Deutsche Bank-Weetabix court case shows how Brexit affects breakfast

Lawyers say Brexit triggered a surge in currency swap disputes

Kaye Wiggins
Friday 03 November 2017 15:25
Deutsche Bank's dispute with Weetabix could cost it £90m
Deutsche Bank's dispute with Weetabix could cost it £90m

In London’s hipster Cereal Killer Cafe, a bowl of mini Weetabix costs more than £4. But in a courthouse across town, the breakfast cereal could end up costing Deutsche Bank a lot more: $118m (£90m).

Bright Food Hong Kong sued the lender in Shanghai, accusing Deutsche Bank of misleading it into buying British pound-to-US dollar currency swaps linked to a stake in Weetabix. The bank filed in May in London to switch the case to British courts.

Companies are increasingly filing lawsuits over the derivatives since last year’s Brexit vote cut the value of the pound, saying they were sold products they didn’t understand and whose risks they couldn’t measure.

Bright Food is accusing Deutsche Bank of “misrepresentations” to convince it to take up the swaps, according to a claim form filed in London.

The bank says the company “fully understood the terms and associated risks of the transactions” and “was capable of assuming, and assumed, the risks” involved.

Bright Food’s swaps ended when it sold a majority stake in Weetabix in July, and the bank forced the payment of an early termination fee of $102.8m, the London court papers say. Bright Food disputed the validity of some transactions, but paid “without any admission of liability.”

Bright Food says in its Shanghai lawsuit that the bank is liable for about $118m for breach of contract or wrongdoing unless the currency swaps are declared invalid or rescinded.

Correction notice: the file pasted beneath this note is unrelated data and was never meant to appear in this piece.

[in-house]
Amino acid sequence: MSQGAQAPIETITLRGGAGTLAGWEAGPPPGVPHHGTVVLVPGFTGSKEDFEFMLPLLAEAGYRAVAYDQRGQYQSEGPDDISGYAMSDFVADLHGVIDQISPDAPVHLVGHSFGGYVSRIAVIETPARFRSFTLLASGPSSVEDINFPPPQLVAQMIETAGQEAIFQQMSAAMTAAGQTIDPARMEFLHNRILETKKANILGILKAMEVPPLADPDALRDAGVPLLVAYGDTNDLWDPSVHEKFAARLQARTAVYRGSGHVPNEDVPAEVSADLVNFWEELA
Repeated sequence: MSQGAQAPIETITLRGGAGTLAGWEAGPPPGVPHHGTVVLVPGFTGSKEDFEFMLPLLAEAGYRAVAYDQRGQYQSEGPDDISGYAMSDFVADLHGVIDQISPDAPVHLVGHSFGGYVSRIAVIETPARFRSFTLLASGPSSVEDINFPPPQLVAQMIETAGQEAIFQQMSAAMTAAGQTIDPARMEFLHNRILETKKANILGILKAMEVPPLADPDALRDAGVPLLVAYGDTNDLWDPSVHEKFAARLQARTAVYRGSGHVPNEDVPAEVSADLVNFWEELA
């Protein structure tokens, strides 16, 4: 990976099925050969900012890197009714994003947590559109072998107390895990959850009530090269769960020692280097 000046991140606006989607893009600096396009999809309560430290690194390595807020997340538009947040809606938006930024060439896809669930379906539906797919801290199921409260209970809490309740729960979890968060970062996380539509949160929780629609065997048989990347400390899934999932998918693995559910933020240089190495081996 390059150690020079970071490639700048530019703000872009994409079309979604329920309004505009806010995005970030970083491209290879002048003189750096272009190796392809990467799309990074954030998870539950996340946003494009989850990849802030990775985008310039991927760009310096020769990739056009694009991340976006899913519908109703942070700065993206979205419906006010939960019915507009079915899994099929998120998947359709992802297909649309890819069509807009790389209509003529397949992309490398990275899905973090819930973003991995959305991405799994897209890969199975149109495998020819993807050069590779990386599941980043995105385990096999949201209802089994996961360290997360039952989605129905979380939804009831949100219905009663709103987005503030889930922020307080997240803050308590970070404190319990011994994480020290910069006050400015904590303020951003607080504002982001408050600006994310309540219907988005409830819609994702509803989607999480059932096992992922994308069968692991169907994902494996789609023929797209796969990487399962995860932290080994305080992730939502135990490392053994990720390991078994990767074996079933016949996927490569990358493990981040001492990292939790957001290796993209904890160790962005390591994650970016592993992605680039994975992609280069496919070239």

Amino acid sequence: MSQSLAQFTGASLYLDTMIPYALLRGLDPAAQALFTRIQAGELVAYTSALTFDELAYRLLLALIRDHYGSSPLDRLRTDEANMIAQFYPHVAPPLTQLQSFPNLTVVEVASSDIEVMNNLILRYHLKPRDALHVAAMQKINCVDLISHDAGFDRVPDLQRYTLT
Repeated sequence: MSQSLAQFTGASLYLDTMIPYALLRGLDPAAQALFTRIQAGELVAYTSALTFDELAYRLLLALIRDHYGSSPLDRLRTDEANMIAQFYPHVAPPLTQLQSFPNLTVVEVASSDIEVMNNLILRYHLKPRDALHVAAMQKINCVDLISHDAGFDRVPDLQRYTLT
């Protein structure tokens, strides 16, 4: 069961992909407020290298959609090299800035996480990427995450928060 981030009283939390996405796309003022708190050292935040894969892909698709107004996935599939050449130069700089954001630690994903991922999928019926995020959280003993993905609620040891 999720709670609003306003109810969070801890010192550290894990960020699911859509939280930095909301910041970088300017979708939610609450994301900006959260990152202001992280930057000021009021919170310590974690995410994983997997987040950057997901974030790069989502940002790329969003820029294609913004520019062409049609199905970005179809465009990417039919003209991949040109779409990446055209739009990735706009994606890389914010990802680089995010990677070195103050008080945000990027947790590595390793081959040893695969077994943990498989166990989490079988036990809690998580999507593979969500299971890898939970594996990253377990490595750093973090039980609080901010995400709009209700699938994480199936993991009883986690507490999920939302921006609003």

Brexit Changes

Robin Henry, a partner in the banking and financial disputes team at law firm Collyer Bristow, which isn’t involved with the case, said since the June 2016 vote there’s been an “unusual spike” in customers suing banks that sold them currency swaps.

Some customers holding the swaps “were suddenly facing millions of pounds worth of losses” after the British public voted to leave the European Union, he said.

Banks often want to move cases to London courts from other jurisdictions because they have an advantage in the country, Henry said.

“There’s not much leeway in England for claimants who want to say ‘I was badly advised,”’ Henry said.

Bright Food in April agreed to sell Weetabix to Post for about £1.4bn after owning the British breakfast staple for five years, during which it struggled to interest Chinese consumers in cold cereal.

The case is Deutsche Bank and Bright Food Hong Kong.


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